It is going to be a bit tricky. And I’ve seen this in big companies like Toyota, they have the right idea. They’re trying to be agile. It’s just Just taking too long for them to get there right and and you have to move at the speed of light right now I think.

 

Joss Leufrancois  25:06  

Right And look, the generation of cheerleader has also been disappointed greatly with technology and the false promise of artificial intelligence and automation. If you if you interview any cheerleader, they will say that most of the AI so called a product they’ve tried didn’t didn’t work. Right. And that’s a and that’s how because you put all the solution in the same basket. If you tried massage four years ago, you probably have hated it. He was just not much I was not ready. We were lucky enough to have, you know, early adopters that well looking beyond what where we are then. But things take time. You know, the first time I call the number the the person didn’t find me there. The driver didn’t find me. It was a warm mess. I, you know, I missed, I missed my appointment. And I thought this is not working. This is terrible. And you know, fast forward a few years later, I don’t think I will have this issue anymore. So being patient with technology, knowing how to pick your vendors and accepting that you are going to try a few solution. They may not. Most of them might not walk, one or two may have some promise. But you still need to give the time and the chance for things to have an impact. So it’s it’s this combination between having structure that are ready to for this bright rehiring that we are that we talked about earlier, and the safe way all the way they used to I used to do it and combine that with new technology to augment i think is critical.

 

Craig Fisher  26:56  

So I love that you use the the Uber reference. I’m glad That I found visage as a more mature product than it was four years ago because my experience was great. I’ll tell you the first time I ever ordered an Uber myself was year one in San Francisco, and I was at Twitter headquarters. And I just taught the Twitter recruiting team a bunch of sneaky tricks for for recruiting and sourcing. And then I went down and I was with Lars, I think, and we said, we’re going to get a cab and they said, Why don’t you just order an Uber? We’re like, what is that? This is like month three. And and Uber did find us because we were at Twitter headquarters. So that worked out okay. All right. So you just mentioned again, this great rehiring, is this going to be the the largest mass rehiring we’ve ever seen?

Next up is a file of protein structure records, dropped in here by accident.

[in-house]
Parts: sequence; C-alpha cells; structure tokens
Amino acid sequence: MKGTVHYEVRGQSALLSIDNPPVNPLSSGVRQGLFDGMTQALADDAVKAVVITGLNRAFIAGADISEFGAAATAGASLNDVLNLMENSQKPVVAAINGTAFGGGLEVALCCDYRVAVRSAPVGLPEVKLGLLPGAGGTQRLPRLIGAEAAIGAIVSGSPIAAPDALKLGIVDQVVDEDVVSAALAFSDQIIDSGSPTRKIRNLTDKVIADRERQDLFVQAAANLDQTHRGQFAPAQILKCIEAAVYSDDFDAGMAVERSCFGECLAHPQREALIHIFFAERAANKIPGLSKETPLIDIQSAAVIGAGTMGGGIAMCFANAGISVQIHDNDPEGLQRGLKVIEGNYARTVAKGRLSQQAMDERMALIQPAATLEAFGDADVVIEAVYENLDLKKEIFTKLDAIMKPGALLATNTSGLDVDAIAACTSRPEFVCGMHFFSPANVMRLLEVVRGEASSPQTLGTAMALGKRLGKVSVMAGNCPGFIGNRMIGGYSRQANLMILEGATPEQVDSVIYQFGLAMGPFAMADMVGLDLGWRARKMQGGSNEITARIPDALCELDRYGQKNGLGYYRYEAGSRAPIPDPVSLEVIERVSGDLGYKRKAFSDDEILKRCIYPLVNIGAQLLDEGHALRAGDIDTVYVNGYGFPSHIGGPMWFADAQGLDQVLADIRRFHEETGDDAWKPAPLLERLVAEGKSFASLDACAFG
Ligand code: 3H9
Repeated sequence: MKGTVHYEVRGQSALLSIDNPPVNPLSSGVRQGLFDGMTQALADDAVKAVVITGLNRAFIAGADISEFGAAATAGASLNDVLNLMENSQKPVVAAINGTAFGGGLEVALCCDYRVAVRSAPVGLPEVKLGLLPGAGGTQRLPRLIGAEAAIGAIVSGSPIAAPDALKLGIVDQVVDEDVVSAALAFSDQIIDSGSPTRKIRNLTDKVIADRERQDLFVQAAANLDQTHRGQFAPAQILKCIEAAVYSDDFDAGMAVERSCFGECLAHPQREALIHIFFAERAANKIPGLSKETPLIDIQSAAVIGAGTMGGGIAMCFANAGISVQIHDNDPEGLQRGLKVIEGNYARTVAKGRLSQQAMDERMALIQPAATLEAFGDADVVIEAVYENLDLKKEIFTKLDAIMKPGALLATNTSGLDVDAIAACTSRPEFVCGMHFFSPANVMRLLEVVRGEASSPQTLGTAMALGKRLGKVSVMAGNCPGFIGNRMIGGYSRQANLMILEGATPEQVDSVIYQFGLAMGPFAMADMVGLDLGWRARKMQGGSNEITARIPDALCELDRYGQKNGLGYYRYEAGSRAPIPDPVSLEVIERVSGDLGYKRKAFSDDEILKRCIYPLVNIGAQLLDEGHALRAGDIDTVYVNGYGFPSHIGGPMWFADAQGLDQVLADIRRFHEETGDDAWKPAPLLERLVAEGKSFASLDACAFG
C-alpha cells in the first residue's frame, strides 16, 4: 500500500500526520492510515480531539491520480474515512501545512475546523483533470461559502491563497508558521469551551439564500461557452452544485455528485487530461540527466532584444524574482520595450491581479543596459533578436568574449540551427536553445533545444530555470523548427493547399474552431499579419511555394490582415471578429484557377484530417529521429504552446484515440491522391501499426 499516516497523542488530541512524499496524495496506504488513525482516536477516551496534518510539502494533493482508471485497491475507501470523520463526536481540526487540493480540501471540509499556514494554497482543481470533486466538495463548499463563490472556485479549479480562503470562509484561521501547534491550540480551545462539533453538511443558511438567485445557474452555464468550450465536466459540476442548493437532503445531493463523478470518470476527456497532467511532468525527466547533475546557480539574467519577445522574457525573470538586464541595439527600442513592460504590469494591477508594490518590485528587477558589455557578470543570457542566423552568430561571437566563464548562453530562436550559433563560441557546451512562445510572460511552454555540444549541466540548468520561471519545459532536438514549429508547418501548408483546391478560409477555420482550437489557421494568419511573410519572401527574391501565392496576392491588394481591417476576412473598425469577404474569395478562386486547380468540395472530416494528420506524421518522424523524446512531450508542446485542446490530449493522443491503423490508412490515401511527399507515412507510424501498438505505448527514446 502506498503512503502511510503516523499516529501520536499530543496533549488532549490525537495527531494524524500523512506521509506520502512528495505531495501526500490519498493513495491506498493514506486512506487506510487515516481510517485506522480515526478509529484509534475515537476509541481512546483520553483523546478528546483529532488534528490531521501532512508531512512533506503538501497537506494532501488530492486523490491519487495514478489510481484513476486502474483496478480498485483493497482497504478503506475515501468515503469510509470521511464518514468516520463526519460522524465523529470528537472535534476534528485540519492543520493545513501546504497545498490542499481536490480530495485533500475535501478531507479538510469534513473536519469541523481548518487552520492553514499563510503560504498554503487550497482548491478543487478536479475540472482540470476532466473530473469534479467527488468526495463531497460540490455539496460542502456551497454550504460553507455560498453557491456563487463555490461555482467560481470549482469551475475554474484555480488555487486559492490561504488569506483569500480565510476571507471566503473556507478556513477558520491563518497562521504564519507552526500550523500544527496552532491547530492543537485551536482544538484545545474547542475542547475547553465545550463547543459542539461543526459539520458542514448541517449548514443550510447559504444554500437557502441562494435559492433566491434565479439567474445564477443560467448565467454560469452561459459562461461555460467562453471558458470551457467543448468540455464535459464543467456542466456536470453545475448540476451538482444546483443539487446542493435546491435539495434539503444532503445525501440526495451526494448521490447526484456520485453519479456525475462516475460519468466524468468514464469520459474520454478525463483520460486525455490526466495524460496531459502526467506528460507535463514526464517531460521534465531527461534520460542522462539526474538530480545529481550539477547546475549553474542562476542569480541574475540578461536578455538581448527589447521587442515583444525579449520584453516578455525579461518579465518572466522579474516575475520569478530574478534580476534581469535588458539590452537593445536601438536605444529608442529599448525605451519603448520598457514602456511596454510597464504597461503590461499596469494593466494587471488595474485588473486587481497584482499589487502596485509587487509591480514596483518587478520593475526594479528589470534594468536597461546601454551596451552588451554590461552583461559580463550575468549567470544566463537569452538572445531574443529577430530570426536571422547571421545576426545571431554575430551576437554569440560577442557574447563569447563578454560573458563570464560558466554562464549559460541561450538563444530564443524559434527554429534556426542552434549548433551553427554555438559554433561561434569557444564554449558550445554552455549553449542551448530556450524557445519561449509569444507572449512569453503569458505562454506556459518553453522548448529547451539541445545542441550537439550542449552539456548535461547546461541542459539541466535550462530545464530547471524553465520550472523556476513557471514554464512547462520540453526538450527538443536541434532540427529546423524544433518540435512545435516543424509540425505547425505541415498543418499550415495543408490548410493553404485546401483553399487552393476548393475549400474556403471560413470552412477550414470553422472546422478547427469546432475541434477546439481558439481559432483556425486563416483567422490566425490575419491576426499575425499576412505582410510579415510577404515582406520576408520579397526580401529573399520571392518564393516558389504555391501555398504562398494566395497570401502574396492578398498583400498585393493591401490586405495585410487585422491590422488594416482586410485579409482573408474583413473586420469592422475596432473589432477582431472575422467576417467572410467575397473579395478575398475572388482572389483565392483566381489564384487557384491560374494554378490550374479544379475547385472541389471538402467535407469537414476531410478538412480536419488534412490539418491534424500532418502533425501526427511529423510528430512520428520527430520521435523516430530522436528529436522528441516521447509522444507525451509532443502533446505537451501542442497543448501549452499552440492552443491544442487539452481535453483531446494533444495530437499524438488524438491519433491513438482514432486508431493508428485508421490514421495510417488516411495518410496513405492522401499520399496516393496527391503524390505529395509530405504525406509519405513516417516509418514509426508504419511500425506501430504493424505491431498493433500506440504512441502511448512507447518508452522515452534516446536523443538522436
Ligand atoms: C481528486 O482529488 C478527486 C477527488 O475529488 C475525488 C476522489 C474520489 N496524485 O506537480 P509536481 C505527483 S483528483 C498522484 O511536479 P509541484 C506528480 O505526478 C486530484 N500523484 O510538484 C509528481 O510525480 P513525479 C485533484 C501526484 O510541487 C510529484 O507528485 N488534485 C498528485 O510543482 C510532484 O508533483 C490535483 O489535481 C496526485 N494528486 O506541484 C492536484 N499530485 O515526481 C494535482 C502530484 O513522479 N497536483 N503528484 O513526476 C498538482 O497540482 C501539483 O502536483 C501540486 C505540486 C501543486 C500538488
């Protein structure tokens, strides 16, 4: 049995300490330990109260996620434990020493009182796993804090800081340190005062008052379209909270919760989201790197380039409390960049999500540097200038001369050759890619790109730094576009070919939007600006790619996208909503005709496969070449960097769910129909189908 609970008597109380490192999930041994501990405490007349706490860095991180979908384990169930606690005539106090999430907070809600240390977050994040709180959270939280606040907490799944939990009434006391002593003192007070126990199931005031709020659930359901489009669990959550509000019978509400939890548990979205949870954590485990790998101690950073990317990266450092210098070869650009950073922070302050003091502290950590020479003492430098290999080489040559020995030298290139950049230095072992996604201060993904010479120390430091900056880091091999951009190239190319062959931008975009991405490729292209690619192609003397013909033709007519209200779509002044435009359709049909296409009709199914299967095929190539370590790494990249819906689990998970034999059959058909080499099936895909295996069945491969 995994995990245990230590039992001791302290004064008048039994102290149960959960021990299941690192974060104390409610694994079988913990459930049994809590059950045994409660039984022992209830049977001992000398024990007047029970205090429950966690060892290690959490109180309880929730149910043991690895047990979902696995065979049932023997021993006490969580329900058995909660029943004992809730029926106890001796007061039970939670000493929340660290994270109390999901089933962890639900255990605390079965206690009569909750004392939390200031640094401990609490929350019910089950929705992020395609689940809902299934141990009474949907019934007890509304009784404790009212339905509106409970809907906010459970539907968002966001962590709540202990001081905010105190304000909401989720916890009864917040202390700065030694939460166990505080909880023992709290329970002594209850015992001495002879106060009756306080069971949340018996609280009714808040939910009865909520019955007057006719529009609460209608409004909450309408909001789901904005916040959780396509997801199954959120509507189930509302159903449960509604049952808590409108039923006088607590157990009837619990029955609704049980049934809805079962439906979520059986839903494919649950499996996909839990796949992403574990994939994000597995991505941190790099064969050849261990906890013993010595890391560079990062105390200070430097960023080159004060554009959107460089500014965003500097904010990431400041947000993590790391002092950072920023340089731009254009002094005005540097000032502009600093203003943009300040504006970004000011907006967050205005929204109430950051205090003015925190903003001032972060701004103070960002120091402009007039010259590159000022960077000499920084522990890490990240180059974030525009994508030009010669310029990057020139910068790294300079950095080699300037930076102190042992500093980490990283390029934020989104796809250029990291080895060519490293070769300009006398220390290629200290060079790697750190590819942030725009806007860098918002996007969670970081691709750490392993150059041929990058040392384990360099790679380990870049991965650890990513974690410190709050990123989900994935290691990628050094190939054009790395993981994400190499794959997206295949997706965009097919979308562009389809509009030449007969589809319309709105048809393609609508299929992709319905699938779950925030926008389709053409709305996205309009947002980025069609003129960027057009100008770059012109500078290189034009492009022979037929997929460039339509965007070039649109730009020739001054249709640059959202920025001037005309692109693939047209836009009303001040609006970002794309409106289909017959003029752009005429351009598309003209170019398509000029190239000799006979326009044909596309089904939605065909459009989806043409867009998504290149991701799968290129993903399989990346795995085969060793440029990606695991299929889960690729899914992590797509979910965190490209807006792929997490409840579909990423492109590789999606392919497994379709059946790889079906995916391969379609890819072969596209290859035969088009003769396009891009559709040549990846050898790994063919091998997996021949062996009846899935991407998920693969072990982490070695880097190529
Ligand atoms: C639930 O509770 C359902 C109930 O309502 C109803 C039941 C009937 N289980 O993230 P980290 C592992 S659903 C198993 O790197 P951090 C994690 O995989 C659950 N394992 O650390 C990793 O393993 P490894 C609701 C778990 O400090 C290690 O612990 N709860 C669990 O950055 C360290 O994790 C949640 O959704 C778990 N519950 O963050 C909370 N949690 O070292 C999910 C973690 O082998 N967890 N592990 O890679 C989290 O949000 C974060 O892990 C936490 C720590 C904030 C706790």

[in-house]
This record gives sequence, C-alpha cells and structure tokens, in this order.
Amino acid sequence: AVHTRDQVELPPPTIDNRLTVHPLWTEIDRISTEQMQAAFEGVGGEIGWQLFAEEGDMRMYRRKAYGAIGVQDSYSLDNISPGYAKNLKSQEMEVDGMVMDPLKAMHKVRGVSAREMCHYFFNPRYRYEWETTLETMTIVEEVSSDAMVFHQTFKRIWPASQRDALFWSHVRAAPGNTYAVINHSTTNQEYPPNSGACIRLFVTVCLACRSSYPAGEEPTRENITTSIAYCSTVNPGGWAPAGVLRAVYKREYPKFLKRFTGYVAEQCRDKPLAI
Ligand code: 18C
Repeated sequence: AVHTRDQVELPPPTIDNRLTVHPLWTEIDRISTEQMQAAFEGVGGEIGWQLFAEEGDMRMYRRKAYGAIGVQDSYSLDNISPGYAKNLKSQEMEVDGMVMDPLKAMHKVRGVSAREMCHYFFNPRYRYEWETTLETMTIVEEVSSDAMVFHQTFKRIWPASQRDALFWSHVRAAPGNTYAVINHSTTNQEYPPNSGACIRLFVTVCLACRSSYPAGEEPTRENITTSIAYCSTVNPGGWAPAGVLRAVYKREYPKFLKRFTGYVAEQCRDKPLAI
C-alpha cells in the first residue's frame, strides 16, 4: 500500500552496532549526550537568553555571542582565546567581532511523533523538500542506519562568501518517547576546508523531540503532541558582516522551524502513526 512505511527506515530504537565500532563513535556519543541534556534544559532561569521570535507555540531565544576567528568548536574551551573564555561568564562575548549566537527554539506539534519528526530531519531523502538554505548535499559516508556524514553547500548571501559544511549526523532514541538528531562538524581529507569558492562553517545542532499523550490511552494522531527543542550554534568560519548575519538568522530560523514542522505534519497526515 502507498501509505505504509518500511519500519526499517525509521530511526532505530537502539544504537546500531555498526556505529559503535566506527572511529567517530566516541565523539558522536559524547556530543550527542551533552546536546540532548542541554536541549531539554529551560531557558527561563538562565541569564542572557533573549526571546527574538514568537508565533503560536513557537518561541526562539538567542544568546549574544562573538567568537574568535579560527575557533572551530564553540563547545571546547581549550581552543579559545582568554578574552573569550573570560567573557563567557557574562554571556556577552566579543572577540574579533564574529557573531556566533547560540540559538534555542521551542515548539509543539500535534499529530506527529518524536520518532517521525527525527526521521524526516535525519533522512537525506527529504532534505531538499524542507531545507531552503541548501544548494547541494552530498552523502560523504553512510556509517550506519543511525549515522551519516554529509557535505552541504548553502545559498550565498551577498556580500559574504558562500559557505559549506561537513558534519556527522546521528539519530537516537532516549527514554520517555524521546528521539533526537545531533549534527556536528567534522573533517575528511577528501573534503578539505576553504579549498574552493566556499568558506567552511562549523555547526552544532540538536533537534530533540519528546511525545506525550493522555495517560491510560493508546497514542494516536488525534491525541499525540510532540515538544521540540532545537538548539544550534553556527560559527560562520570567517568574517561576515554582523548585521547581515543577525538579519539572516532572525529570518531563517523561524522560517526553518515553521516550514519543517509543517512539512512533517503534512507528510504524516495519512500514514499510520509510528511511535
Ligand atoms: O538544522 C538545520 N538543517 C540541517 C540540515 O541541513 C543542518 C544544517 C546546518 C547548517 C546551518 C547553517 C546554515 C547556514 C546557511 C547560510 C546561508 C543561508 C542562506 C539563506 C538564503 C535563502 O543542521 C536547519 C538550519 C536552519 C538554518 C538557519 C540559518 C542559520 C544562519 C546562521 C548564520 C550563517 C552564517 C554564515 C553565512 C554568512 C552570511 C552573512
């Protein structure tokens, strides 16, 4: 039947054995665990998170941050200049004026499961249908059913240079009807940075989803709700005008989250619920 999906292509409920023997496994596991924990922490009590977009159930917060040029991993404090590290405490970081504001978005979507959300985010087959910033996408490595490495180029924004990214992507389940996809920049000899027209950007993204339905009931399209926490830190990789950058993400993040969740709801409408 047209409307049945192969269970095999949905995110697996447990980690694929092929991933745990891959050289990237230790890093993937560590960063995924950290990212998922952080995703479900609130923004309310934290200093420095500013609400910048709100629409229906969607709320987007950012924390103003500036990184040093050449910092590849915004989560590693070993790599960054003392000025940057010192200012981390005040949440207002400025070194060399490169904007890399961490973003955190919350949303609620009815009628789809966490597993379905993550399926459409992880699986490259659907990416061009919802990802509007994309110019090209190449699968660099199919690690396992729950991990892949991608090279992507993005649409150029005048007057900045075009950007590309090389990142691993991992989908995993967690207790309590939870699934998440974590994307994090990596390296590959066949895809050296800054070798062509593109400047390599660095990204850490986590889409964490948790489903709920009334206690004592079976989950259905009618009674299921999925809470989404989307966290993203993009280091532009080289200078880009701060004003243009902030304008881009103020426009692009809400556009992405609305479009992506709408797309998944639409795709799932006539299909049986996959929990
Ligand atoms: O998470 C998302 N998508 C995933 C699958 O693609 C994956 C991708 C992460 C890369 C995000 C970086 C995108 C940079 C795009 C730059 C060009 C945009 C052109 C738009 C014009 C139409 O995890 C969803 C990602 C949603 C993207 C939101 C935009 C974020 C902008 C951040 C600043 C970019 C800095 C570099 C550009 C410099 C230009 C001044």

Joss Leufrancois  27:49  

I think so. When you are looking at the unemployment numbers, and you compare them even with the Great Recession, it’s way worse. Now it’s worse. was Tom Riley. And so I think it’s a very exciting time to be know, in our space. I know love for my colleagues and friends don’t don’t feel it that way because of the limited job opportunities out there. But more than ever will be needed and an ability to really think about what what’s next and how to attract the talent of the future leveraging technology, AI.

 

I think this is what’s going to matter.

 

Craig Fisher  28:36  

So Josh, I’m going to be doing a series of these webcasts with various people in positions of influence at talent acquisition organizations, and sourcing types. And this is all built up to the global talent sourcing festival that visage is hosting in October. Tell me a little bit about that.

 

Joss Leufrancois  29:02  

Yeah, that’s something that we, you know, wanted to do. It’s it’s really a celebration of for a community. When I say community, we are thinking about the recruiters users who use our product, and are going to be particularly excited about business 2.0, which is the redesign of the platform, which makes the platform refill it like a consumer app. Then we’ve got so this is going to be one track, we are going to have one track for sourcing community. So these are the you know, for thousands of sales we’re contributing and notifying potential candidates for clients, job openings. And finally, we are going to have a track for talent acquisition leaders, focusing on larger companies, fortune 500 Global international companies that are going to have you know, to think about how to scale up and down and think about boscovich In the great rehiring between, we spoke about Oh yeah.